In my experience, I’ve certainly come across some patterns in what tends to lead an attorney to the GC role. For the in-house GC, I typically see an attorney who has worked with businesses doing corporate or securities law, or maybe even IP law, for some time. After working with a company for a while, that company has a certain level of trust in the attorney  — and the attorney likes the company — so the attorney moves over to an in-house role as that company’s GC. 

I’ve also seen entrepreneurs who’ve started their own companies, then earned a law degree, and end up working in a business. At the end of the day, I believe that the motivating factor is that they intrinsically enjoy creative problem solving within a business context. Those attorneys find fulfillment in helping their company grow, managing its risk, and becoming successful. 

Outsourced GCs typically crave a more flexible work-life balance than a traditional 9-5 role tends to give. They’re tired of billing by the hour, meeting hourly quotas, and generally dealing with law firm politics and drama. Successful outsourced GCs really enjoy working with businesses and helping them grow, and excel when they’re a part of building something. It’s not that they don’t want the responsibility, they just want more control over their day-to-day.

Obviously, there are culture and personality fits to consider for the GC role as well. The attorneys who do best in the GC position are good managers and excellent communicators. At the end of the day, this isn’t a research role — it’s a doing role. To be successful, a GC absolutely must be able to think quickly, and efficiently respond to and analyze any questions or issues that come across their table. The other company executives they’re working with will need practical and actionable advice, as quickly as possible.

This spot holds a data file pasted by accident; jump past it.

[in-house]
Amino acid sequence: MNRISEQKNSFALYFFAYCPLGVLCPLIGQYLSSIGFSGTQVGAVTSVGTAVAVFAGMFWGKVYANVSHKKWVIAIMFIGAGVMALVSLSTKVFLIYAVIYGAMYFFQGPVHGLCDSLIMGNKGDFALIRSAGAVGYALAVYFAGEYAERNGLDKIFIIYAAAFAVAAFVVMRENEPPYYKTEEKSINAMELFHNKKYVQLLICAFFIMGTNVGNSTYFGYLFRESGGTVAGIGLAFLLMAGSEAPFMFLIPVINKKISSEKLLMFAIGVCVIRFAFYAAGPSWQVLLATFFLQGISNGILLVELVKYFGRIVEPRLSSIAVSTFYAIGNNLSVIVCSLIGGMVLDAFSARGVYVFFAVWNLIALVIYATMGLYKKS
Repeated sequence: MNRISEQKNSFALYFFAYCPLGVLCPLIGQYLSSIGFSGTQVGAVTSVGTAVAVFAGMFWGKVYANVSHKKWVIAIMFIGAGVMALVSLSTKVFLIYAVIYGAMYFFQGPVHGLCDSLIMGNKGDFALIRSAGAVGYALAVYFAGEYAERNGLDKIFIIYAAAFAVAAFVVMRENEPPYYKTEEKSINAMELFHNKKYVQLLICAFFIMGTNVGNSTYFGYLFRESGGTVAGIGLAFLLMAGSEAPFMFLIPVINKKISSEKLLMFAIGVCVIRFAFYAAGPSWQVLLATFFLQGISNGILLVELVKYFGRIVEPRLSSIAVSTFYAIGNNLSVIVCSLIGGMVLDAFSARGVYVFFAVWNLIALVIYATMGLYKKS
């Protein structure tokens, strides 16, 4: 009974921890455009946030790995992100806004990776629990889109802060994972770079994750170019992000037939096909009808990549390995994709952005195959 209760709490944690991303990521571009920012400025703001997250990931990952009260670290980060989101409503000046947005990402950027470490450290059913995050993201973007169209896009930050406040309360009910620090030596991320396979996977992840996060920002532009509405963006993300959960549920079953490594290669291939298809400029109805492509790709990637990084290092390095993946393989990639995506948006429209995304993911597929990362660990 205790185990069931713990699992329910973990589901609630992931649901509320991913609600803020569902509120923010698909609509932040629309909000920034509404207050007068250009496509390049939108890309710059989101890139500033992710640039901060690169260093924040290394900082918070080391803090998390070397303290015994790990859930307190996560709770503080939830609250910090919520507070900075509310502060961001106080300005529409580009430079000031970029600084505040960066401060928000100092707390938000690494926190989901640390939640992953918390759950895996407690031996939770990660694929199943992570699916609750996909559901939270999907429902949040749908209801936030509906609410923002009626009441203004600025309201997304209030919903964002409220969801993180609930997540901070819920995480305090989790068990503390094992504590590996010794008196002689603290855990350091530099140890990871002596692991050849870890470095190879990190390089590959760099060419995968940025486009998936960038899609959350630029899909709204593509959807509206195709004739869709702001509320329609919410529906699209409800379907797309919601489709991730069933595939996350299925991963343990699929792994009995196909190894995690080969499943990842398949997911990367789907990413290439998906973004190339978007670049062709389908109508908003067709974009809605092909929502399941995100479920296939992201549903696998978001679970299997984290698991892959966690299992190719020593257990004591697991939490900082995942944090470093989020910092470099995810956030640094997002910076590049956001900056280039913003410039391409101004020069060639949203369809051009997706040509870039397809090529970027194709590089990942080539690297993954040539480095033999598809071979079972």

In reality, any type of leadership or business experience leading into this role is helpful, as well as your practice area either being corporate or business- focused. If you possess a clever and creative mind, and are able to make timely, confident business decisions, then I believe a GC role could be a great fit for your practice.

Taking the Leap into a GC Role

As I mentioned previously regarding the in-house GC role, this position tends to evolve naturally between an attorney and a business who’ve been working together for a while. If you’re ready to move into an in-house role, speak to the company you’ve been working with, especially if they’re growing. Chances are, they could be ready for full-time legal counsel, and if they already know and trust you, it’s a win-win situation. 

For those considering becoming an outsourced GC, the leap can feel a bit scarier. Most attorneys who work in a traditional law firm will stay put, as the myth of the law firm safety net keeps them in place well after their job satisfaction has waned.

However, outsourced and fractional executive roles are growing in every industry around the world, as more and more people (and companies) find value in leveraging these on-demand working relationships. Today’s client is also much savvier than they used to be, and this changing consumerism has led clients to expect more from their attorneys than hours billed on work completed. They’re starting to expect more intelligent uses of resources, in order to help them solve their legal and business challenges.

What’s more, there are resources available to help you kick-start your own outsourced practice. For these outsourced GCs, the creation of a strong, predictable business relationship means recurring revenue, predictability, and significant value both for themselves and their clients. 

Client loyalty soars when you align economic and business interests as a staple of the relationship.

What It Means to Be a GC 4

Author Bio: Beth Lebowitz is the Founder and CEO of Auxana Inc., a marketplace for companies, attorneys, and executive resources, and the Founding Attorney of Nimbus Legal, an Outsourced General Counsel law firm.